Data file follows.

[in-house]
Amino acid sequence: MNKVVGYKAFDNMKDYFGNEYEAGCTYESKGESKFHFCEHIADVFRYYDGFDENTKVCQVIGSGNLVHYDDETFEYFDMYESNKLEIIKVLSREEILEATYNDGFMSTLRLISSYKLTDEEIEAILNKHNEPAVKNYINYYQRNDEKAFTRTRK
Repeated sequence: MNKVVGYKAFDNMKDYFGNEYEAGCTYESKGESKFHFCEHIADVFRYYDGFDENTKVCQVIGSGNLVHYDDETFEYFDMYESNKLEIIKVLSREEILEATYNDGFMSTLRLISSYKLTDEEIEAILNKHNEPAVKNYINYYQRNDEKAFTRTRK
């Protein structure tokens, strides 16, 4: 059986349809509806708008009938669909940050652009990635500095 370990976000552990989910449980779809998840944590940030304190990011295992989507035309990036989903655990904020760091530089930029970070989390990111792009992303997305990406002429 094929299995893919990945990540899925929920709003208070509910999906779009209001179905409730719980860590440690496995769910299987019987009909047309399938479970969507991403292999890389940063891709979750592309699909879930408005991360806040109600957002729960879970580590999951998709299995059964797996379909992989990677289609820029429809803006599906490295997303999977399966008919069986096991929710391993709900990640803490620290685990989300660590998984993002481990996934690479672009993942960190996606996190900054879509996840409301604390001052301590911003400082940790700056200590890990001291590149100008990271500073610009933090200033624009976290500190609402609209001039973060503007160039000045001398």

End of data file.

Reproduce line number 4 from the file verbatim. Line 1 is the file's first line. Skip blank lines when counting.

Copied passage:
């Protein structure tokens, strides 16, 4: 059986349809509806708008009938669909940050652009990635500095 370990976000552990989910449980779809998840944590940030304190990011295992989507035309990036989903655990904020760091530089930029970070989390990111792009992303997305990406002429 094929299995893919990945990540899925929920709003208070509910999906779009209001179905409730719980860590440690496995769910299987019987009909047309399938479970969507991403292999890389940063891709979750592309699909879930408005991360806040109600957002729960879970580590999951998709299995059964797996379909992989990677289609820029429809803006599906490295997303999977399966008919069986096991929710391993709900990640803490620290685990989300660590998984993002481990996934690479672009993942960190996606996190900054879509996840409301604390001052301590911003400082940790700056200590890990001291590149100008990271500073610009933090200033624009976290500190609402609209001039973060503007160039000045001398």